My name is David Kassel and I am Director of Communications for the Massachusetts Coalition of Families and Advocates (COFAR, Inc.), on whose behalf I often blog and cross-post on this site. I have also taught public budgeting, statistics, and program evaluation as an adjunct instructor at a number of local colleges and universities. I'm the author of "Managing Public Sector Projects," which is available on Amazon. My email is davekassel@charter.net.

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A warning about privatizing the T

London provides an impressive example of failed privatization -- although why anyone would want to imitate much of anything about contemporary Britain anyway is an open question. Read Adeas' excellent review of Transport for London's current structure and recent history here. But there are many other models for quasi-privatization, and the baseline remains: the MBTA is grotesquely inadequate, has been in decline for decades, and is unlikely to turn around or raise the $13 billion it needs without substantive structural reorganization and a way to earn billions in new revenue going forward. - promoted by Bob_Neer

Abuse investigation agency faces ‘shameful’ shortfall in funding

Public Health Department needs to release report on death of developmentally disabled man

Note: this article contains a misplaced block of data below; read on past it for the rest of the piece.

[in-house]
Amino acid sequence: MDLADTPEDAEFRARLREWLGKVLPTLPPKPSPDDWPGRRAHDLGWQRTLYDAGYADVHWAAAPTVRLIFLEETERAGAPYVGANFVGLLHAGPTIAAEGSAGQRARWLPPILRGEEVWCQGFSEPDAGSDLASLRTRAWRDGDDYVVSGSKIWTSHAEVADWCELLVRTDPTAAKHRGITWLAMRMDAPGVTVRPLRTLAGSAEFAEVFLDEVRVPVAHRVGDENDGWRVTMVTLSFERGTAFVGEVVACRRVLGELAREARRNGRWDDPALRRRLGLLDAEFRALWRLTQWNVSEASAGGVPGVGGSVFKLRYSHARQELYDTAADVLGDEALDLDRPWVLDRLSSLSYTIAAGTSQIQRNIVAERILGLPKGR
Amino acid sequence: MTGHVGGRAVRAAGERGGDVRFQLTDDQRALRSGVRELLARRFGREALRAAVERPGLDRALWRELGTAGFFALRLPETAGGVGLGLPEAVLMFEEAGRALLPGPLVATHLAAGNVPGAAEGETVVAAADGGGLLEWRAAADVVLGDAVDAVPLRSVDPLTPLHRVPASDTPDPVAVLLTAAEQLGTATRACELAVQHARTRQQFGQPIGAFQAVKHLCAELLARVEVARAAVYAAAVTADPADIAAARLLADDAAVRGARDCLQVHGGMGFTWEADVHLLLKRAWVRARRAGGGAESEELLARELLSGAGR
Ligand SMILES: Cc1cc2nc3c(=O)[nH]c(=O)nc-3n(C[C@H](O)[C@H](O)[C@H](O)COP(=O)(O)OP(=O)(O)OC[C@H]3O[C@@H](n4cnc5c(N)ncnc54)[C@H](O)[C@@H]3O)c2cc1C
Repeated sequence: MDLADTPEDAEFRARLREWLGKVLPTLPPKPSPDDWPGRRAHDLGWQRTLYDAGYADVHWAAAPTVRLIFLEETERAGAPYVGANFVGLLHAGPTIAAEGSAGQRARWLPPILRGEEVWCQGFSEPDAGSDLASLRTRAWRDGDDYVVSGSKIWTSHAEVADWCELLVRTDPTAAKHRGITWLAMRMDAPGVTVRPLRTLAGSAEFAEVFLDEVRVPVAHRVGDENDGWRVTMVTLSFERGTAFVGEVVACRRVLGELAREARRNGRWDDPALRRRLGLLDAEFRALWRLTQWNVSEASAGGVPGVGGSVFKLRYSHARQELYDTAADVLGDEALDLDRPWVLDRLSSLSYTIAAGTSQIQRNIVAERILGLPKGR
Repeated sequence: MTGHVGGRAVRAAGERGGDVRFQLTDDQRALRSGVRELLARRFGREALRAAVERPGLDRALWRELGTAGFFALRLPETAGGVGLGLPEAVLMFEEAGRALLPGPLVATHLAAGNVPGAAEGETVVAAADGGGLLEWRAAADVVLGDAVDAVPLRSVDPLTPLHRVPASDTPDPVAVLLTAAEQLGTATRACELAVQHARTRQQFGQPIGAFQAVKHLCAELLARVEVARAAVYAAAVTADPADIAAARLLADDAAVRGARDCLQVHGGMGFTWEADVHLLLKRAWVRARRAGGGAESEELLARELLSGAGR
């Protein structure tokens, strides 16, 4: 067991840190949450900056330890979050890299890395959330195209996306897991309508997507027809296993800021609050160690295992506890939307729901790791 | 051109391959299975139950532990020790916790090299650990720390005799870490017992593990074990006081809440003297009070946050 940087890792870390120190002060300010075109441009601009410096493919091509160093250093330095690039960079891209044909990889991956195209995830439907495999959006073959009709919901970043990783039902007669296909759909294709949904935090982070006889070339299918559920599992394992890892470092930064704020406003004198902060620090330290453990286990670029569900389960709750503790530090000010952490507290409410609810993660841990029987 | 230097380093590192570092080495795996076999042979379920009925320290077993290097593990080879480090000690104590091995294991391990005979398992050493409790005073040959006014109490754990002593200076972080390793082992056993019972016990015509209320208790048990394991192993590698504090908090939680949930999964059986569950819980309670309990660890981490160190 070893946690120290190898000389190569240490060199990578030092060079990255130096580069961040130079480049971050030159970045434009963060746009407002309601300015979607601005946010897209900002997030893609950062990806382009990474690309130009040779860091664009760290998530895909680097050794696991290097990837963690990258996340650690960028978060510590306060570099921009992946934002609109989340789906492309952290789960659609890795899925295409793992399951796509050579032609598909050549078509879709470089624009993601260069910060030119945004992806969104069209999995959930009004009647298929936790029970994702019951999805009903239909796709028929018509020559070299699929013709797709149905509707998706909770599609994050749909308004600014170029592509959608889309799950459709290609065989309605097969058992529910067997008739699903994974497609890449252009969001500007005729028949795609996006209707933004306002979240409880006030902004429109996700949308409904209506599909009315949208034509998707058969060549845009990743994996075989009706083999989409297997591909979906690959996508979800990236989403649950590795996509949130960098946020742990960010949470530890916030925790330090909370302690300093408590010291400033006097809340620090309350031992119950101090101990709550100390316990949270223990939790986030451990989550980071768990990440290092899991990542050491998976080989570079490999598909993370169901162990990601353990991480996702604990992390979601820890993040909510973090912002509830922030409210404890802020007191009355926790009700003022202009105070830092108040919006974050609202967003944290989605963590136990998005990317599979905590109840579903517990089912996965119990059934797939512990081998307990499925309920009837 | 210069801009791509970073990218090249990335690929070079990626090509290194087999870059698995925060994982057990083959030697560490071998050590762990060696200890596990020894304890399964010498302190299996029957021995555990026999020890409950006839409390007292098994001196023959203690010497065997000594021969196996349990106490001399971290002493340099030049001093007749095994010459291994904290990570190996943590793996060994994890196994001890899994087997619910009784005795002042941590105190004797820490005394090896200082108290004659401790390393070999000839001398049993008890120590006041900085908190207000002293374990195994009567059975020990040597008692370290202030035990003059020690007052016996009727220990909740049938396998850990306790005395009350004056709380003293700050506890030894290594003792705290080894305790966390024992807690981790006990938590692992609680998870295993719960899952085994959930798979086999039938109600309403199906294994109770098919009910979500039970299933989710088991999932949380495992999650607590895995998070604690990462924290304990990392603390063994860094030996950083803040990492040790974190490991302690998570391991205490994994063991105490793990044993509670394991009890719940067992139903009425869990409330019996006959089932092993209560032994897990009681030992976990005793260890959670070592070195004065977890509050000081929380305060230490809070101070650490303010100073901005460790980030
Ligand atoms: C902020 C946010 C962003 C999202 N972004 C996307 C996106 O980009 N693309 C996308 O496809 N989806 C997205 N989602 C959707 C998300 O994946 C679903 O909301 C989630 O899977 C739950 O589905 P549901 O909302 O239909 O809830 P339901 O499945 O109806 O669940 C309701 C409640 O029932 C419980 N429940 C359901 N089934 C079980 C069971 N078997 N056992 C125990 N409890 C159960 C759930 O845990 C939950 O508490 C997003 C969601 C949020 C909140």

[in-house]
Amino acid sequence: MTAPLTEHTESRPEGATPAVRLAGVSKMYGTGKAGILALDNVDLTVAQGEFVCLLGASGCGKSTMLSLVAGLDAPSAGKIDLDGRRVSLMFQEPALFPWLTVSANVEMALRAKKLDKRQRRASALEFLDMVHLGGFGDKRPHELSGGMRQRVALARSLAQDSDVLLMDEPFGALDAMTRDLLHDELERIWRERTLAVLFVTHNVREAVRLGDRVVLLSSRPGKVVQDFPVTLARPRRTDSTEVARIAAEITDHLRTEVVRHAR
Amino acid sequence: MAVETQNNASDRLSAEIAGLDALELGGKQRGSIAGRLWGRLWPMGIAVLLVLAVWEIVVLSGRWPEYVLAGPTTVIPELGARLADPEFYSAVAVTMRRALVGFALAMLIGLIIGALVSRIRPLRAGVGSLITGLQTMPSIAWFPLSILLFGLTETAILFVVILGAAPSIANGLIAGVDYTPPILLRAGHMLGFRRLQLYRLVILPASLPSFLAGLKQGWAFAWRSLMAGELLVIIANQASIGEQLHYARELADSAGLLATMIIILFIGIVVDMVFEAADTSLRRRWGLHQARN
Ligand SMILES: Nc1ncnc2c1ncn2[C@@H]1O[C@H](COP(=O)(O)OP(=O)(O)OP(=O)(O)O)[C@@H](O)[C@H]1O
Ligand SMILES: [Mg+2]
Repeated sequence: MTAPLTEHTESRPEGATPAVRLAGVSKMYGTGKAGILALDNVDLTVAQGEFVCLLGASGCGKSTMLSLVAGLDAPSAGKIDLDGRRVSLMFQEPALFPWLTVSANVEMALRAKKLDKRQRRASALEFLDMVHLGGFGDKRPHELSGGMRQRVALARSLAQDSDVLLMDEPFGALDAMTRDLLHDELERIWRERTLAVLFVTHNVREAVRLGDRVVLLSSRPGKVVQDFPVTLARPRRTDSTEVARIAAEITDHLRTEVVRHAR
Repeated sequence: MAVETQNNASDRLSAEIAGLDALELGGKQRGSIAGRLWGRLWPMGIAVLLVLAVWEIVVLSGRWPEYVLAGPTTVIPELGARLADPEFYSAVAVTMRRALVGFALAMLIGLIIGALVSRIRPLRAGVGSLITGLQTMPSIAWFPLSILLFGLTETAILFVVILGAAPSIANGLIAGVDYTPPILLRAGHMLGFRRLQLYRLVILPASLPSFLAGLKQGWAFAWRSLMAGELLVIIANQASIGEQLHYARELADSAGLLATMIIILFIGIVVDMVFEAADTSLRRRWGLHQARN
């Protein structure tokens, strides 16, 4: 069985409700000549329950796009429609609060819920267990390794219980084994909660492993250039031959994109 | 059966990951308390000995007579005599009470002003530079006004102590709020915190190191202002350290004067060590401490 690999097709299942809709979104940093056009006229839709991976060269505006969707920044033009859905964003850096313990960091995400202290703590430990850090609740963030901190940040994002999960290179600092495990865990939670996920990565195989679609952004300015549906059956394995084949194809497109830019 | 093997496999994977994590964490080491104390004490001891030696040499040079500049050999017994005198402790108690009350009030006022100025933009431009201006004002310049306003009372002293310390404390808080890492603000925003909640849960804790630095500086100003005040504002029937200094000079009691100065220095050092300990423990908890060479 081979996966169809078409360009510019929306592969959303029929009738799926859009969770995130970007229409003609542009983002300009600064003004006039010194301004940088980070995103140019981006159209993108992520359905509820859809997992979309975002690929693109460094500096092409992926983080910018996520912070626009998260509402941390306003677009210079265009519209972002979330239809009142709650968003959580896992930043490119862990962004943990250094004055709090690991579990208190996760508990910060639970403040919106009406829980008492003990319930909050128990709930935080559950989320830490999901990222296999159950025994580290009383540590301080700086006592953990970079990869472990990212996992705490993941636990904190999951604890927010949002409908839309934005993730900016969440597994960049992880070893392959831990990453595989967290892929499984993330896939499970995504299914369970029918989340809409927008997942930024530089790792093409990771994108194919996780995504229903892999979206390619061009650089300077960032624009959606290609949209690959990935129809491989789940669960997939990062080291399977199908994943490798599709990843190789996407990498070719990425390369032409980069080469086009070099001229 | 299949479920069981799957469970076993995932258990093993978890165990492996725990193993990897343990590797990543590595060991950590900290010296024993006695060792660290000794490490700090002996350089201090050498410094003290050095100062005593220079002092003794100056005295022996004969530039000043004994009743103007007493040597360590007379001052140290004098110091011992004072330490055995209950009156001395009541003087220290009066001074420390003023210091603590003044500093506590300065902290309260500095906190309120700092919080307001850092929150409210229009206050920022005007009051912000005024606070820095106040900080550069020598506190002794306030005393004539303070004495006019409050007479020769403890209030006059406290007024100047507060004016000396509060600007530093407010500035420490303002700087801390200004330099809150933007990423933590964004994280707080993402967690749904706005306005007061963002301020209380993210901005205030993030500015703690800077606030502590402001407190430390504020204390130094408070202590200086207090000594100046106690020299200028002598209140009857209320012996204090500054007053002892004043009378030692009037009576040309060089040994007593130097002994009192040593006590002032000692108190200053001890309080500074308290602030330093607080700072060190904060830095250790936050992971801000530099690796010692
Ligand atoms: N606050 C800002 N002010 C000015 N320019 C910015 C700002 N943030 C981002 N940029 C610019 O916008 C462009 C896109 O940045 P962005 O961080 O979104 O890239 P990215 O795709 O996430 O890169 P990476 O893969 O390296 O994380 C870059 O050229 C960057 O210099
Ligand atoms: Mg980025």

Compensation of provider executives in MA reaches $100 million

Roger Goodell and the NFL should be investigated for “Inflategate”

It’s time to put a priority on state-operated care for the developmentally disabled

Administration proposing last-minute regs changes that will reduce DDS oversight of providers

What does it take to get an indictment when the police kill someone?

All of the contradictory testimony in the Ferguson case, all of the doubt about what actually happened ... there was none of that in the Eric Garner case. There's just video of a bunch of cops choking a big black guy to death for no evident reason. It's sickening. The NY Times editorial says it pretty well:
What is clear is this was vicious policing and an innocent man is dead. Another conclusion is also obvious. Officer Pantaleo was stripped of his gun and badge; he needs to be stripped of his job. He used forbidden tactics to brutalize a citizen who was not acting belligerently, posed no risk of flight, brandished no weapon and was heavily outnumbered.

Any police department that tolerates such conduct, and whose officers are unable or unwilling to defuse such confrontations without killing people, needs to be reformed.
I'd just add that the NYPD doesn't appear to be the only institution in need of reform.

There is a rally tonight at 7 on Boston Common. Almost 5,000 people have responded to the Facebook event that they are going. - promoted by david

We thought there was a state budget deficit

DDS should not be investigating itself for abuse and neglect in the Perry case, or in any other cases